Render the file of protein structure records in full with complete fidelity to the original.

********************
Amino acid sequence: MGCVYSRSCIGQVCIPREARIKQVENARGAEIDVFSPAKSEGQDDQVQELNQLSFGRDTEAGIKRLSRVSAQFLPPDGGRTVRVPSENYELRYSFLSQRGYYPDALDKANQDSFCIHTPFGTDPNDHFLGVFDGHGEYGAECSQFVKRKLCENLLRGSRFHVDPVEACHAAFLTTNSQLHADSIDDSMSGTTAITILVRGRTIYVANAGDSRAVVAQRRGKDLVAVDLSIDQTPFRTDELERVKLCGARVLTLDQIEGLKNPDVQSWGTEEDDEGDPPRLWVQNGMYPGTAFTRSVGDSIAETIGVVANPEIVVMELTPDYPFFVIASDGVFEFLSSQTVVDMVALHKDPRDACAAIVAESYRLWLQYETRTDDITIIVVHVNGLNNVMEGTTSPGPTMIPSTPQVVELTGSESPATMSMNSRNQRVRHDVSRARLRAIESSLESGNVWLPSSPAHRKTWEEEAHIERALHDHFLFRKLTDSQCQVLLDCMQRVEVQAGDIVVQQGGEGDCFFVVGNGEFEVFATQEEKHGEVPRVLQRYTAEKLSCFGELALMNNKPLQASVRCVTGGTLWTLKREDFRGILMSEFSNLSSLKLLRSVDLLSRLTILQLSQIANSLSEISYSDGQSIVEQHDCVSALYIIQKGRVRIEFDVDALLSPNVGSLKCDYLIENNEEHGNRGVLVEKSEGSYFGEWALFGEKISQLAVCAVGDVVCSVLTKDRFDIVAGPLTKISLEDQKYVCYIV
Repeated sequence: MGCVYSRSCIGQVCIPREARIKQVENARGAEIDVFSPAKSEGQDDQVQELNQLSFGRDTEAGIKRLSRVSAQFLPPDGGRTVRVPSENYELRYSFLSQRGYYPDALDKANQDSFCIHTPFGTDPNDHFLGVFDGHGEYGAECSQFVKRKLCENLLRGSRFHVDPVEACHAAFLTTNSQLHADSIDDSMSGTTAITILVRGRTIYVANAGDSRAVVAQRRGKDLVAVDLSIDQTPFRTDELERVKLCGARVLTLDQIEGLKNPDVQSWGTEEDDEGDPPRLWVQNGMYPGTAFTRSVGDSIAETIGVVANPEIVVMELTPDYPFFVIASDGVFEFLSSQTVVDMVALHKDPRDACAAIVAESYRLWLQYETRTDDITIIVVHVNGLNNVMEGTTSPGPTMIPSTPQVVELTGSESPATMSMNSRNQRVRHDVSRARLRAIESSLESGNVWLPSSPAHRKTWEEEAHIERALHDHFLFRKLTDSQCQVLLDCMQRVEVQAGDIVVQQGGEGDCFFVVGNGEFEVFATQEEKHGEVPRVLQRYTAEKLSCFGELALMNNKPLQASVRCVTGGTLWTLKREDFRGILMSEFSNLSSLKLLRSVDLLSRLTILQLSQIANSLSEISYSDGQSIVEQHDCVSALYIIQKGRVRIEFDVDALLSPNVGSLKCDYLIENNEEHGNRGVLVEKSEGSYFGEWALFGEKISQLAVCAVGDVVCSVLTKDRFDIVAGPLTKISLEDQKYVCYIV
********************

Amino acid sequence: MGCVYSRSCIGQVCIPREARIKQVENARGAEIDVFSPAKSEGQDDQVQELNQLSFGRDTEAGIKRLSRVSAQFLPPDGGRTVRVPSENYELRYSFLSQRGYYPDALDKANQDSFCIHTPFGTDPNDHFLGVFDGHGEYGAECSQFVKRKLCENLLRGSRFHVDPVEACHAAFLTTNSQLHADSIDDSMSGTTAITILVRGRTIYVANAGDSRAVVAQRRGKDLVAVDLSIDQTPFRTDELERVKLCGARVLTLDQIEGLKNPDVQSWGTEEDDEGDPPRLWVQNGMYPGTAFTRSVGDSIAETIGVVANPEIVVMELTPDYPFFVIASDGVFEFLSSQTVVDMVALHKDPRDACAAIVAESYRLWLQYETRTDDITIIVVHVNGLNNVMEGTTSPGPTMIPSTPQVVELTGSESPATMSMNSRNQRVRHDVSRARLRAIESSLESGNVWLPSSPAHRKTWEEEAHIERALHDHFLFRKLTDSQCQVLLDCMQRVEVQAGDIVVQQGGEGDCFFVVGNGEFEVFATQEEKHGEVPRVLQRYTAEKLSCFGELALMNNKPLQASVRCVTGGTLWTLKREDFRGILMSEFSNLSSLKLLRSVDLLSRLTILQLSQIANSLSEISYSDGQSIVEQHDCVSALYIIQKGRVRIEFDVDALLSPNVGSLKCDYLIENNEEHGNRGVLVEKSEGSYFGEWALFGEKISQLAVCAVGDVVCSVLTKDRFDIVAGPLTKISLEDQKYVCYIV
Repeated sequence: MGCVYSRSCIGQVCIPREARIKQVENARGAEIDVFSPAKSEGQDDQVQELNQLSFGRDTEAGIKRLSRVSAQFLPPDGGRTVRVPSENYELRYSFLSQRGYYPDALDKANQDSFCIHTPFGTDPNDHFLGVFDGHGEYGAECSQFVKRKLCENLLRGSRFHVDPVEACHAAFLTTNSQLHADSIDDSMSGTTAITILVRGRTIYVANAGDSRAVVAQRRGKDLVAVDLSIDQTPFRTDELERVKLCGARVLTLDQIEGLKNPDVQSWGTEEDDEGDPPRLWVQNGMYPGTAFTRSVGDSIAETIGVVANPEIVVMELTPDYPFFVIASDGVFEFLSSQTVVDMVALHKDPRDACAAIVAESYRLWLQYETRTDDITIIVVHVNGLNNVMEGTTSPGPTMIPSTPQVVELTGSESPATMSMNSRNQRVRHDVSRARLRAIESSLESGNVWLPSSPAHRKTWEEEAHIERALHDHFLFRKLTDSQCQVLLDCMQRVEVQAGDIVVQQGGEGDCFFVVGNGEFEVFATQEEKHGEVPRVLQRYTAEKLSCFGELALMNNKPLQASVRCVTGGTLWTLKREDFRGILMSEFSNLSSLKLLRSVDLLSRLTILQLSQIANSLSEISYSDGQSIVEQHDCVSALYIIQKGRVRIEFDVDALLSPNVGSLKCDYLIENNEEHGNRGVLVEKSEGSYFGEWALFGEKISQLAVCAVGDVVCSVLTKDRFDIVAGPLTKISLEDQKYVCYIV